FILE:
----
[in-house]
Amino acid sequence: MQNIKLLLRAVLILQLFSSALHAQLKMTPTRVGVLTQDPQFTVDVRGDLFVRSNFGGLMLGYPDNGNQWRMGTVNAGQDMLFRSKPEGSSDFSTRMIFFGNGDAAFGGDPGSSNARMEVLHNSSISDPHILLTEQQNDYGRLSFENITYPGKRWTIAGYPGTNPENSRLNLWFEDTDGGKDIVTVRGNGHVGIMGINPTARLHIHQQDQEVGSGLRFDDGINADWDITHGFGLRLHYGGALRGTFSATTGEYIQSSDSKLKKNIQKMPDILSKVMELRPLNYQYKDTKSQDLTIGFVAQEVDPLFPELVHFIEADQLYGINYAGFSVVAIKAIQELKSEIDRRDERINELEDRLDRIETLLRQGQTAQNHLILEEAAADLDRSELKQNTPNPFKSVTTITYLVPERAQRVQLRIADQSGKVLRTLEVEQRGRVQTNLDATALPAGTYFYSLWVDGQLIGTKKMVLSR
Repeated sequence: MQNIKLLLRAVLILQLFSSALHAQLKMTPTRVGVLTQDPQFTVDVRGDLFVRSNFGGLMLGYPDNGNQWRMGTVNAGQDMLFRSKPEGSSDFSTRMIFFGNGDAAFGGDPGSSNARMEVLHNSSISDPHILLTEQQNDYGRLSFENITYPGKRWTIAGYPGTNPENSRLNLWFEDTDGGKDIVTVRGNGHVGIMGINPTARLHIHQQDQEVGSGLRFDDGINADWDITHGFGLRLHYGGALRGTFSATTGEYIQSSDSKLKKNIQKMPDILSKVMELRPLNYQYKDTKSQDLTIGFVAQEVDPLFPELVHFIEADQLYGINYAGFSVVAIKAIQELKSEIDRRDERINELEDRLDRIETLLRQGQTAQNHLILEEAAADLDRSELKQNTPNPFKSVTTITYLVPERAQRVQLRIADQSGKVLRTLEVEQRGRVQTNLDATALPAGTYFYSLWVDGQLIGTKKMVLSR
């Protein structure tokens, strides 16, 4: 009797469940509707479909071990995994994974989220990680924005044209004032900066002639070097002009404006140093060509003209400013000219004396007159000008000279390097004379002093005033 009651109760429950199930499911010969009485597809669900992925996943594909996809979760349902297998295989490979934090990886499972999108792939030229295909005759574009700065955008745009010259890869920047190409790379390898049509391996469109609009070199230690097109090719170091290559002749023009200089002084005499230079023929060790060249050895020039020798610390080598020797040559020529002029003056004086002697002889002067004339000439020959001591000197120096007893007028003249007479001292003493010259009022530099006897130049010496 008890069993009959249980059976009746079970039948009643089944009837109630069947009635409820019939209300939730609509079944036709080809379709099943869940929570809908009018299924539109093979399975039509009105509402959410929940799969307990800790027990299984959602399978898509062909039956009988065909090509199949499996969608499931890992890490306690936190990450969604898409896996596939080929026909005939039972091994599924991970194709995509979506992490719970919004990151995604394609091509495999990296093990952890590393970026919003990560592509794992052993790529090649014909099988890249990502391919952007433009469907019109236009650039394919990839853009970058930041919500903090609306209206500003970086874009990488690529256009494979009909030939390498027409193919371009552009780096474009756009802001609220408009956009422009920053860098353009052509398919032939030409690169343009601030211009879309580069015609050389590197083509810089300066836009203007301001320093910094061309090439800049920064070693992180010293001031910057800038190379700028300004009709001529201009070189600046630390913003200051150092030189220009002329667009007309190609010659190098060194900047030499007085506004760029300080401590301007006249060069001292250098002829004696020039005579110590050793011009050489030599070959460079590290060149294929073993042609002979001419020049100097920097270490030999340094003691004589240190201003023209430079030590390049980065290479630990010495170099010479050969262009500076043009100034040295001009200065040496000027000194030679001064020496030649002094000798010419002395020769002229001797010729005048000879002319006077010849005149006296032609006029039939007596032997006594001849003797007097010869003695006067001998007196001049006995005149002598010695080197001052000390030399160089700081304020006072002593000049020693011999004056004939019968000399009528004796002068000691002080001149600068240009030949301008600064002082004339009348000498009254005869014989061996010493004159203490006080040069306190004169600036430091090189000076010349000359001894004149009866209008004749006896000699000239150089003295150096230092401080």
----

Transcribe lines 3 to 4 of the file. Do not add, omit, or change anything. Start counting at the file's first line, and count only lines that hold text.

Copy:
Repeated sequence: MQNIKLLLRAVLILQLFSSALHAQLKMTPTRVGVLTQDPQFTVDVRGDLFVRSNFGGLMLGYPDNGNQWRMGTVNAGQDMLFRSKPEGSSDFSTRMIFFGNGDAAFGGDPGSSNARMEVLHNSSISDPHILLTEQQNDYGRLSFENITYPGKRWTIAGYPGTNPENSRLNLWFEDTDGGKDIVTVRGNGHVGIMGINPTARLHIHQQDQEVGSGLRFDDGINADWDITHGFGLRLHYGGALRGTFSATTGEYIQSSDSKLKKNIQKMPDILSKVMELRPLNYQYKDTKSQDLTIGFVAQEVDPLFPELVHFIEADQLYGINYAGFSVVAIKAIQELKSEIDRRDERINELEDRLDRIETLLRQGQTAQNHLILEEAAADLDRSELKQNTPNPFKSVTTITYLVPERAQRVQLRIADQSGKVLRTLEVEQRGRVQTNLDATALPAGTYFYSLWVDGQLIGTKKMVLSR
């Protein structure tokens, strides 16, 4: 009797469940509707479909071990995994994974989220990680924005044209004032900066002639070097002009404006140093060509003209400013000219004396007159000008000279390097004379002093005033 009651109760429950199930499911010969009485597809669900992925996943594909996809979760349902297998295989490979934090990886499972999108792939030229295909005759574009700065955008745009010259890869920047190409790379390898049509391996469109609009070199230690097109090719170091290559002749023009200089002084005499230079023929060790060249050895020039020798610390080598020797040559020529002029003056004086002697002889002067004339000439020959001591000197120096007893007028003249007479001292003493010259009022530099006897130049010496 008890069993009959249980059976009746079970039948009643089944009837109630069947009635409820019939209300939730609509079944036709080809379709099943869940929570809908009018299924539109093979399975039509009105509402959410929940799969307990800790027990299984959602399978898509062909039956009988065909090509199949499996969608499931890992890490306690936190990450969604898409896996596939080929026909005939039972091994599924991970194709995509979506992490719970919004990151995604394609091509495999990296093990952890590393970026919003990560592509794992052993790529090649014909099988890249990502391919952007433009469907019109236009650039394919990839853009970058930041919500903090609306209206500003970086874009990488690529256009494979009909030939390498027409193919371009552009780096474009756009802001609220408009956009422009920053860098353009052509398919032939030409690169343009601030211009879309580069015609050389590197083509810089300066836009203007301001320093910094061309090439800049920064070693992180010293001031910057800038190379700028300004009709001529201009070189600046630390913003200051150092030189220009002329667009007309190609010659190098060194900047030499007085506004760029300080401590301007006249060069001292250098002829004696020039005579110590050793011009050489030599070959460079590290060149294929073993042609002979001419020049100097920097270490030999340094003691004589240190201003023209430079030590390049980065290479630990010495170099010479050969262009500076043009100034040295001009200065040496000027000194030679001064020496030649002094000798010419002395020769002229001797010729005048000879002319006077010849005149006296032609006029039939007596032997006594001849003797007097010869003695006067001998007196001049006995005149002598010695080197001052000390030399160089700081304020006072002593000049020693011999004056004939019968000399009528004796002068000691002080001149600068240009030949301008600064002082004339009348000498009254005869014989061996010493004159203490006080040069306190004169600036430091090189000076010349000359001894004149009866209008004749006896000699000239150089003295150096230092401080």